Tuesday, 5 April 2011

Indian women have lower bone mineral density values

2011
Syed Akbar
Hyderabad:  Indian women are found to have lower bone mineral density (BMD) than women in the West, making them susceptible to osteoporosis 10 years earlier.

The Indian Council of Medical Research carried out studies on the bone mineral density of groups of women in four major cities including Hyderabad. The results showed that the average BMD in Indian women was lower than that of women in the West. Bone mineral density is an important value that determines the bone health or otherwise of an individual. The lower the BMD values, the higher the risk of bone fractures caused due to a health problem called osteoporosis.

The BMD values of Indian women fall shot of the reference database for women aged between 20 and 29 years, fixed by the World Health Organisation and the International Osteoporosis Foundation. Thanks to lower BMD Indian women are prone to osteoporosis much earlier than their counterparts in the West. The average bone mineral density in Indian women was found to be 0.901 at the hip, 0.538 at the forearm and 0.954 at the spine regions. These values are lower than the reference standards fixed for western women.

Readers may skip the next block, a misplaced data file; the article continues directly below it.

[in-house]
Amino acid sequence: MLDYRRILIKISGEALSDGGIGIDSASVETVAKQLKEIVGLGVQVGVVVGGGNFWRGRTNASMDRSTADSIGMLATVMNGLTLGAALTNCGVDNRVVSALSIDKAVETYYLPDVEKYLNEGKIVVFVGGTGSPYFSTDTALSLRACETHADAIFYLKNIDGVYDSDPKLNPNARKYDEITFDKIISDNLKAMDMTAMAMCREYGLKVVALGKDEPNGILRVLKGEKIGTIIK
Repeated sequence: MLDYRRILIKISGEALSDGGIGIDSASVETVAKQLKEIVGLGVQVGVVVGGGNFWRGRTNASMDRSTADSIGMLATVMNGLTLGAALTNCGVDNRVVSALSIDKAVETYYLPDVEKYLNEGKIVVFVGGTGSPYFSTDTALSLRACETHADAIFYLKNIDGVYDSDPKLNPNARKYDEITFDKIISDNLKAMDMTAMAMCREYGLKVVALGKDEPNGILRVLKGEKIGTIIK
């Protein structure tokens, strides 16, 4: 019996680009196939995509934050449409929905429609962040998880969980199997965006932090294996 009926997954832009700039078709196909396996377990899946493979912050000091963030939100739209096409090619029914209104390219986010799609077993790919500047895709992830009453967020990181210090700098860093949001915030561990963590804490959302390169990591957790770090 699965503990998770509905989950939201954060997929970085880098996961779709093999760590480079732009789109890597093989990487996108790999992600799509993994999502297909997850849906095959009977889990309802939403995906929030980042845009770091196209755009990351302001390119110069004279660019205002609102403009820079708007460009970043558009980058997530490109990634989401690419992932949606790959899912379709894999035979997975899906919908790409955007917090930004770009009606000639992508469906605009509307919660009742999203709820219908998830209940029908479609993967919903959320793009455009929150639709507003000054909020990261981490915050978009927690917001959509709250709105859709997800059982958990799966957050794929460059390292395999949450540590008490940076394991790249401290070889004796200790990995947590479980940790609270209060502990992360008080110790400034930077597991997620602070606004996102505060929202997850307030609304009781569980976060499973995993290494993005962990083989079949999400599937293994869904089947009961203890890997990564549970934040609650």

"Osteoporotic fractures usually occur 10-20 years earlier in Indian women as compared with western Caucasian counterparts. The Indian women have lower BMD than American, placing them at greater osteoporotic risk. The shorter hip axis of Indian versus American might also attenuate hip fracture risk among Indians," observes senior researcher Dr S Sharma.

The lower BMD is attributed to lower intake of calcium and vitamin D by Indians, both men and women. Though the WHO recommends that one should take between 1,000 and 1300 mg of calcium everyday, dietary intake of calcium by Indians on an average hardly exceed even half of it. Indians on an average take about 450 mg of calcium through their diet. This impacts the overall bone health.

According to senior gynaecologist Dr R Patni, even conservative estimates suggest that 20 per cent of women and 10 to 15 per cent of men above 50 years in India are osteoporotic. "As many as 2.5 crore people in the country are affected by osteoporosis. If the risk of fractures due to lower bone density is taken into account, then about five crore Indians are at greater risk of bone-related problems," she added.

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